The most successful freelance creatives I know aren’t the coolest cats on the block, the snappiest dressers, or the ones who attract the most social media hits. They’re people who make a point of doing business in an exemplary way even when it might seem like they don’t have to.
This is good news for all of us, because it means true success comes primarily from the inside out, not the other way around. It’s the product of basic, fundamental principles that any business owner can develop and master.
While there are many facets to a strong freelance character, I’m zeroing in on seven that I plan to focus on during the coming year. Whether you’re just starting out or have been a solo professional for decades, I think we can all thrive in 2014 — and beyond — by making or renewing our commitment to these seven freelance virtues:
When you work for yourself, you’re driving the bus. There’s no one else who will get you up and working in the morning, make you do your self-promotion tasks, keep you on schedule or within your budget. Freelancing gives you the freedom to choose how you get the job done, but ultimately there’s no one else to point the finger at if you don’t develop some level of professional discipline. In the immortal words of Spider-Man, “with great power comes great responsibility.”
It’s popular to say that we live in a cynical world that doesn’t take values seriously, but frankly I don’t hear that opinion much among truly successful people, in the creative industry or any other. I’ve also found that many business owners take the plunge so they can make a stronger commitment to their principles. Whatever your values are, know them cold and stick to them.
This ties in with integrity, but it’s important enough to be highlighted on its own. Be professional, but don’t try to be someone you’re not or play the pseudofirm game. And as soon as you’re able, stick to doing work you love for people you care about. You may have to turn a few clients away, but you’ll be a much happier and healthier person.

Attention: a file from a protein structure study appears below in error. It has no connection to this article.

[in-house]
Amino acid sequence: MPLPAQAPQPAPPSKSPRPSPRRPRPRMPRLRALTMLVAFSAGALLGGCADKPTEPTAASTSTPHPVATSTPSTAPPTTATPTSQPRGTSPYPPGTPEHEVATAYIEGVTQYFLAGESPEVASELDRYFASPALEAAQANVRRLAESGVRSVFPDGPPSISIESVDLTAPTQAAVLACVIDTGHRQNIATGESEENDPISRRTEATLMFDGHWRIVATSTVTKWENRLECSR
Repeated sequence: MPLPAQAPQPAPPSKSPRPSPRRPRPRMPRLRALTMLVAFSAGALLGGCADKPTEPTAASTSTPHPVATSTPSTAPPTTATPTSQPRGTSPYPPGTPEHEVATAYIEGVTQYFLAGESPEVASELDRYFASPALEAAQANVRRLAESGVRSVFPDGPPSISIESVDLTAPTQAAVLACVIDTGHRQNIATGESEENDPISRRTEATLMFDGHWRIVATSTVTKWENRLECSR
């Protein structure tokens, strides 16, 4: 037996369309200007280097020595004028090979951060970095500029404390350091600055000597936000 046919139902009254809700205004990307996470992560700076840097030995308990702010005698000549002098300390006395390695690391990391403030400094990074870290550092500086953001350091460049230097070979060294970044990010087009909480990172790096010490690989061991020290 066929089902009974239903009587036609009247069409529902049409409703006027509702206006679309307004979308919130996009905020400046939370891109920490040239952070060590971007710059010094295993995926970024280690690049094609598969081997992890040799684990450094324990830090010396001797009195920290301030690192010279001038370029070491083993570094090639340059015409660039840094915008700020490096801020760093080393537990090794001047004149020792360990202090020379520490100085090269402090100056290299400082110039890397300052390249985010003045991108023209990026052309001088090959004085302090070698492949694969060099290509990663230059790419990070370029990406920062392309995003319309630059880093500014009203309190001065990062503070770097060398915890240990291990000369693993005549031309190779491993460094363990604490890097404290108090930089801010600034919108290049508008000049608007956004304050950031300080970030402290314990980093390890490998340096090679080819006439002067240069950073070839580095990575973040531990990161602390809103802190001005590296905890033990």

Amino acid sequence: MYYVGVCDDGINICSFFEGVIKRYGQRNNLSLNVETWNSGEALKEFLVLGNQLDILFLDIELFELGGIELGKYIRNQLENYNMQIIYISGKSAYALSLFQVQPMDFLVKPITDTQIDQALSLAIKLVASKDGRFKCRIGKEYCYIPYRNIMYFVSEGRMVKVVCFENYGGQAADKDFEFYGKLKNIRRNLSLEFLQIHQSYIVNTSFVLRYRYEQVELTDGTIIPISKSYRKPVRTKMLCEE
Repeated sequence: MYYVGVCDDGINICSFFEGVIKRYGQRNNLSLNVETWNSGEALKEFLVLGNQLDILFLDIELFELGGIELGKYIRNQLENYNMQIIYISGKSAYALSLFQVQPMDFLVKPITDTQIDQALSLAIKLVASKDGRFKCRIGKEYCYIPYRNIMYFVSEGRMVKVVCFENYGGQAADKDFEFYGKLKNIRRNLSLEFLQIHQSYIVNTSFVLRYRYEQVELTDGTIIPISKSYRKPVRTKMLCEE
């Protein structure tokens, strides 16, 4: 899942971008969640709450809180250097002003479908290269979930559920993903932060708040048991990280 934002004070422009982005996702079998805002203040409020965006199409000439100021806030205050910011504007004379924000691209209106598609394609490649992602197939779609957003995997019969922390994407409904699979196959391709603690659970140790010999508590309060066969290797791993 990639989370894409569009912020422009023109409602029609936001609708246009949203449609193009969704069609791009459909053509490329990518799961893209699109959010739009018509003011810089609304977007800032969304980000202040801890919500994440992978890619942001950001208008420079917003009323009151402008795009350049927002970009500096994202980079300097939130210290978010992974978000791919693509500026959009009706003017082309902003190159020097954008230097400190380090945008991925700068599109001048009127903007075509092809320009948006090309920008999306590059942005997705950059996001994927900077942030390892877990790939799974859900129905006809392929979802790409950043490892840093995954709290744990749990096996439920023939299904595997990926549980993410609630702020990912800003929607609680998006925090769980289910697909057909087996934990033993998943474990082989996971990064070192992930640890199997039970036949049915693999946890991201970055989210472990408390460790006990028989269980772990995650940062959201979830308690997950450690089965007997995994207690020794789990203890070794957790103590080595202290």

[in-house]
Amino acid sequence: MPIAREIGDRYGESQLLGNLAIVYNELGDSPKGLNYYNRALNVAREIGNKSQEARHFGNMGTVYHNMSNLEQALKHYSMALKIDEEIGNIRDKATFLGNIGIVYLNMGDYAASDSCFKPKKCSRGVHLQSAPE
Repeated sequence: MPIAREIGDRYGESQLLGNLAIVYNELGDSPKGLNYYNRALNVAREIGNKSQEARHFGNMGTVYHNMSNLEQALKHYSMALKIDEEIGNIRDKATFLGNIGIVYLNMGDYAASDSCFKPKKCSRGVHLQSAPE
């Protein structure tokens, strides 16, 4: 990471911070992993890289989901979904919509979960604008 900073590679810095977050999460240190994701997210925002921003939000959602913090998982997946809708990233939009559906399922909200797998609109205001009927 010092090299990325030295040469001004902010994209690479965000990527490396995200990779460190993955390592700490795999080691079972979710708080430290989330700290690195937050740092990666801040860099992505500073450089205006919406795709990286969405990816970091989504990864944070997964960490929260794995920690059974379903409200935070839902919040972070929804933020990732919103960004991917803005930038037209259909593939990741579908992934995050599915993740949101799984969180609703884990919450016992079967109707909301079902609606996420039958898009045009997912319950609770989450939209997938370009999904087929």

Do what you say you’re going to do, when you say you’re going to do it. It might surprise you to learn just how many freelancers don’t. Make this a priority, and good clients will notice.
Remember too that reliability doesn’t mean burning yourself out when circumstances beyond your control interfere. If a loved one dies, a family emergency crops up, or a hurricane is barreling toward your town, let clients who will be impacted know as quickly as possible. Good clients will understand and appreciate having as much time as possible to adjust.
Success in any business takes time, so keep your expectations realistic. Clients can take a while to make the initial buying decision. The self-promotion work you do today may not yield tangible results for 6-12 months or more. Unexpected revisions are an industry reality. All of these things are part of the freelance game, and getting angry or hysterical about them only wastes your time and energy.
You can do a lot to minimize the impact of frustrations and anxieties like these—including renegotiation when scope creep looms and other forms of healthy boundary-setting. But there are few things more beneficial to your success than the ability to keep your cool and not take common setbacks personally.
Be patient with yourself too, especially when you fail. Most people who are thriving in this business didn’t nail it on their first try either. When winners encounter obstacles, they say: “oh well,” pick themselves up, and try something else.
Make an ongoing practice of upgrading your talents, and build that exercise into your schedule. Whether it’s taking workshops or classes to improve or learn new skills, attending industry events like the Creative Freelancer Business Conference each year (next one is in Boston, May 12-16), or reading up on the latest business trends, make a regular investment in yourself.
A great place to start is any aspect of your business that you really hate. If there’s something you dread doing, like bookkeeping or marketing, don’t fantasize about outsourcing it to an assistant when you become more successful. Defeat it forever by learning how it works and mastering the art. (If nothing else, you’ll become prosperous enough to hire that assistant much faster. And you’ll know enough to tell if they’re doing the job right.)
You need to have at least a little audacity to make it as a freelancer. So be bold. Take a few risks. Poke the world in your own cheeky way and see what gets a reaction. Above all, don’t work just to make a living. The freelance dream requires courage, tenacity, and effort. Have fun with it.